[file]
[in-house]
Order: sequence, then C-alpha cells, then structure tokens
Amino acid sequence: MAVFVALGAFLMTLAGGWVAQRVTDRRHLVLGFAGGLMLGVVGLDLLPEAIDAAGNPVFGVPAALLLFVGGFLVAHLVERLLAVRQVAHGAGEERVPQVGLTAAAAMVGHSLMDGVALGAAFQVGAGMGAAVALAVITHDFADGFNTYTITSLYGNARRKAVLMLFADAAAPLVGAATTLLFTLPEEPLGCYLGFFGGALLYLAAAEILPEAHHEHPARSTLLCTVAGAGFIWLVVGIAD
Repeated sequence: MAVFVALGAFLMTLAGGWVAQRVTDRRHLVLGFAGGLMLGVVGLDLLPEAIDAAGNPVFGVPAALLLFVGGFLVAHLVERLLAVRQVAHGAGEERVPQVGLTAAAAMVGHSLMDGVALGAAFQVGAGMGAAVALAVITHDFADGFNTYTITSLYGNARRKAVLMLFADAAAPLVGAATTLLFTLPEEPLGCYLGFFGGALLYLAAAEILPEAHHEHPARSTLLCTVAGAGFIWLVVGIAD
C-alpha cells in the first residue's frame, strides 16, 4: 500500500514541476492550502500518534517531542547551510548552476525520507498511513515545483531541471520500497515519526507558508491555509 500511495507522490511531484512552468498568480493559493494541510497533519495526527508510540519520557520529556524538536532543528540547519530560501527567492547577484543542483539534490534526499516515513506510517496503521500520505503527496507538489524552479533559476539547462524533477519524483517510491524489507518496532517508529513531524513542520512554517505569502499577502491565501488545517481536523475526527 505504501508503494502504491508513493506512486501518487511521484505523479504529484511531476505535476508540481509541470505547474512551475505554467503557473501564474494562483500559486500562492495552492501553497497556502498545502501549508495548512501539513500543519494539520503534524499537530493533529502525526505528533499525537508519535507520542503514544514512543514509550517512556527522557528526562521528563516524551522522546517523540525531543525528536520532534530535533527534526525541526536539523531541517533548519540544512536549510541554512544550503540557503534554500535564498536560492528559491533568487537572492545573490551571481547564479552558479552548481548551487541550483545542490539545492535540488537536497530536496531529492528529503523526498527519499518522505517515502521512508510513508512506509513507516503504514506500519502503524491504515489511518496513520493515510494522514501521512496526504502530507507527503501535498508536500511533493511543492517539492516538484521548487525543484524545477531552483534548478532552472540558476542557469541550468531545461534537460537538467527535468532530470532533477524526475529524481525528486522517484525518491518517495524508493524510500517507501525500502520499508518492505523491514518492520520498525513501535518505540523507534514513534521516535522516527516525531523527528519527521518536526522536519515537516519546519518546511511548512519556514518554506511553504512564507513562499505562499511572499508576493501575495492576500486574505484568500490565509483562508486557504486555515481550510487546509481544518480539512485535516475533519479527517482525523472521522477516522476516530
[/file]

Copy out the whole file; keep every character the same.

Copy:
[in-house]
Order: sequence, then C-alpha cells, then structure tokens
Amino acid sequence: MAVFVALGAFLMTLAGGWVAQRVTDRRHLVLGFAGGLMLGVVGLDLLPEAIDAAGNPVFGVPAALLLFVGGFLVAHLVERLLAVRQVAHGAGEERVPQVGLTAAAAMVGHSLMDGVALGAAFQVGAGMGAAVALAVITHDFADGFNTYTITSLYGNARRKAVLMLFADAAAPLVGAATTLLFTLPEEPLGCYLGFFGGALLYLAAAEILPEAHHEHPARSTLLCTVAGAGFIWLVVGIAD
Repeated sequence: MAVFVALGAFLMTLAGGWVAQRVTDRRHLVLGFAGGLMLGVVGLDLLPEAIDAAGNPVFGVPAALLLFVGGFLVAHLVERLLAVRQVAHGAGEERVPQVGLTAAAAMVGHSLMDGVALGAAFQVGAGMGAAVALAVITHDFADGFNTYTITSLYGNARRKAVLMLFADAAAPLVGAATTLLFTLPEEPLGCYLGFFGGALLYLAAAEILPEAHHEHPARSTLLCTVAGAGFIWLVVGIAD
C-alpha cells in the first residue's frame, strides 16, 4: 500500500514541476492550502500518534517531542547551510548552476525520507498511513515545483531541471520500497515519526507558508491555509 500511495507522490511531484512552468498568480493559493494541510497533519495526527508510540519520557520529556524538536532543528540547519530560501527567492547577484543542483539534490534526499516515513506510517496503521500520505503527496507538489524552479533559476539547462524533477519524483517510491524489507518496532517508529513531524513542520512554517505569502499577502491565501488545517481536523475526527 505504501508503494502504491508513493506512486501518487511521484505523479504529484511531476505535476508540481509541470505547474512551475505554467503557473501564474494562483500559486500562492495552492501553497497556502498545502501549508495548512501539513500543519494539520503534524499537530493533529502525526505528533499525537508519535507520542503514544514512543514509550517512556527522557528526562521528563516524551522522546517523540525531543525528536520532534530535533527534526525541526536539523531541517533548519540544512536549510541554512544550503540557503534554500535564498536560492528559491533568487537572492545573490551571481547564479552558479552548481548551487541550483545542490539545492535540488537536497530536496531529492528529503523526498527519499518522505517515502521512508510513508512506509513507516503504514506500519502503524491504515489511518496513520493515510494522514501521512496526504502530507507527503501535498508536500511533493511543492517539492516538484521548487525543484524545477531552483534548478532552472540558476542557469541550468531545461534537460537538467527535468532530470532533477524526475529524481525528486522517484525518491518517495524508493524510500517507501525500502520499508518492505523491514518492520520498525513501535518505540523507534514513534521516535522516527516525531523527528519527521518536526522536519515537516519546519518546511511548512519556514518554506511553504512564507513562499505562499511572499508576493501575495492576500486574505484568500490565509483562508486557504486555515481550510487546509481544518480539512485535516475533519479527517482525523472521522477516522476516530